Reverse Cholesterol Transport and Atherosclerosis.
Rohatgi A, Arteriosclerosis, thrombosis, and vascular biology 2019 Jan 39 1 2-4
Effects of Increasing Exercise Intensity and Dose on Multiple Measures of HDL (High-Density Lipoprotein) Function.
Sarzynski MA, Ruiz-Ramie JJ, Barber JL, Slentz CA, Apolzan JW, McGarrah RW, Harris MN, Church TS, Borja MS, He Y, Oda MN, Martin CK, Kraus WE, Rohatgi A Arteriosclerosis, thrombosis, and vascular biology 2018 Feb
Impaired Renal Function on Cholesterol Efflux Capacity, HDL Particle Number, and Cardiovascular Events.
Chindhy S, Joshi P, Khera A, Ayers CR, Hedayati SS, Rohatgi A Journal of the American College of Cardiology 2018 Aug 72 6 698-700
Sex-Based Differences in Cardiometabolic Biomarkers.
Lew J, Sanghavi M, Ayers CR, McGuire DK, Omland T, Atzler D, Gore MO, Neeland I, Berry JD, Khera A, Rohatgi A, de Lemos JA Circulation 2017 Feb 135 6 544-555
JCL roundtable: High-density lipoprotein function and reverse cholesterol transport.
Cuchel M, Rohatgi A, Sacks FM, Guyton JR, Journal of clinical lipidology 2018 Sep - Oct 12 5 1086-1094
Long-Term Association of Low-Density Lipoprotein Cholesterol With Cardiovascular Mortality in Individuals at Low 10-Year Risk of Atherosclerotic Cardiovascular Disease.
Abdullah SM, Defina LF, Leonard D, Barlow CE, Radford NB, Willis BL, Rohatgi A, McGuire DK, de Lemos JA, Grundy SM, Berry JD, Khera A Circulation 2018 Nov 138 21 2315-2325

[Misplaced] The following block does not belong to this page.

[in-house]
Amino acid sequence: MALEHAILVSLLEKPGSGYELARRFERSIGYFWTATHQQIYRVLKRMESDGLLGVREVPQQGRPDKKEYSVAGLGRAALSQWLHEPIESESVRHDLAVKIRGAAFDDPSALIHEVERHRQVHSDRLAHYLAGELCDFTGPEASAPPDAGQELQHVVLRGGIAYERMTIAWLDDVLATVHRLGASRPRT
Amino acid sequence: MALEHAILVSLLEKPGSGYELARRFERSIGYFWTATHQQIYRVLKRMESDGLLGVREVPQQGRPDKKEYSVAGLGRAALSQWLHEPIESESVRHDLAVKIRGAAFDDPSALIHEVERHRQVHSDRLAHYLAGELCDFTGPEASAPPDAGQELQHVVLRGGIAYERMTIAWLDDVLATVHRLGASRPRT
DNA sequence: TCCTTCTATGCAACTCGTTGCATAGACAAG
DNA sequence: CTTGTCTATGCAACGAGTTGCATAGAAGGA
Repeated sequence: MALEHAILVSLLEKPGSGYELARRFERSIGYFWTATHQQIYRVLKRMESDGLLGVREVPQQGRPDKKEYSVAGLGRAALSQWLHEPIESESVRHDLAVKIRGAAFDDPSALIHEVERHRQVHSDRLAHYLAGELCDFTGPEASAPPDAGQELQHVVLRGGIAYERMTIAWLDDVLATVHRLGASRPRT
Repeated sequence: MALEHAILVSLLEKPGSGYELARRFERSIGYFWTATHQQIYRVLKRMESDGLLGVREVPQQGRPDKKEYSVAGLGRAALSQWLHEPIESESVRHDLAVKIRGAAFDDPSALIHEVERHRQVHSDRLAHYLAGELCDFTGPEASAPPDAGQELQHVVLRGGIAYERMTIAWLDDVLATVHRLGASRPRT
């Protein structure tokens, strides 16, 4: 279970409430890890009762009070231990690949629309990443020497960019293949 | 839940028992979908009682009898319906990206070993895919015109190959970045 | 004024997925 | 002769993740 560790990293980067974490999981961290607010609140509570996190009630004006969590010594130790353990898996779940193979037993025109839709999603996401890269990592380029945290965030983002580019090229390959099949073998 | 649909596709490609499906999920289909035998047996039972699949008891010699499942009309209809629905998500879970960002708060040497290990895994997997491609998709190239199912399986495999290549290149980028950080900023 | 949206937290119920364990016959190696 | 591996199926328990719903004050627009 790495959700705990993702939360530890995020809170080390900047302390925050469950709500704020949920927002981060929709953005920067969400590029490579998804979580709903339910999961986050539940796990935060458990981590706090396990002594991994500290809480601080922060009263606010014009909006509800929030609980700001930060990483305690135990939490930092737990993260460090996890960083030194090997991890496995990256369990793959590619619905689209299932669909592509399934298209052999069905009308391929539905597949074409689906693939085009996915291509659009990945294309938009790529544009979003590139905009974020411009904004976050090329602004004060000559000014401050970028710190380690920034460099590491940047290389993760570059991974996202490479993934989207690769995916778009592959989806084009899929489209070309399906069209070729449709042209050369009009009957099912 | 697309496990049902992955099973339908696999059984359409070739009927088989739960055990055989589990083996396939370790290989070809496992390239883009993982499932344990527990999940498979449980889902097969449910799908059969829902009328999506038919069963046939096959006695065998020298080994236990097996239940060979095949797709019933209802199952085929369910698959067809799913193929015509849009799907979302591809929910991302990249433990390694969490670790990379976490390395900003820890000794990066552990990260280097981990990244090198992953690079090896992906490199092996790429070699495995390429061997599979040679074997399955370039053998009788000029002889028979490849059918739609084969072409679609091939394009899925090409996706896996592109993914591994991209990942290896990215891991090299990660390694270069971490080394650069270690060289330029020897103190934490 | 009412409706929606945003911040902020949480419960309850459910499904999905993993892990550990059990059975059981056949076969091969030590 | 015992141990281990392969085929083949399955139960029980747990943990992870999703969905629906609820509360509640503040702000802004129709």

Association of the serum myeloperoxidase/high-density lipoprotein particle ratio and incident cardiovascular events in a multi-ethnic population: Observations from the Dallas Heart Study.
Khine HW, Teiber JF, Haley RW, Khera A, Ayers CR, Rohatgi A Atherosclerosis 2017 Jun 263 156-162
Relation of Black Race Between High Density Lipoprotein Cholesterol Content, High Density Lipoprotein Particles and Coronary Events (from the Dallas Heart Study).
Chandra A, Neeland IJ, Das SR, Khera A, Turer AT, Ayers CR, McGuire DK, Rohatgi A The American journal of cardiology 2015 Jan
Beyond Coronary Calcification, Family History, and C-Reactive Protein: Cholesterol Efflux Capacity and Cardiovascular Risk Prediction.
Mody P, Joshi PH, Khera A, Ayers CR, Rohatgi A Journal of the American College of Cardiology 2016 May 67 21 2480-7
HDL Cholesterol Efflux Capacity: Cardiovascular Risk Factor and Potential Therapeutic Target.
Bhatt A, Rohatgi A, Current atherosclerosis reports 2016 Jan 18 1 2
Examining the paradox of high high-density lipoprotein and elevated cardiovascular risk.
Singh K, Rohatgi A, Journal of thoracic disease 2018 Jan 10 1 109-112
Cholesterol Efflux Capacity as a Therapeutic Target: Rationale and Clinical Implications.
Rohatgi A, Grundy SM Journal of the American College of Cardiology 2015 Nov 66 20 2211-3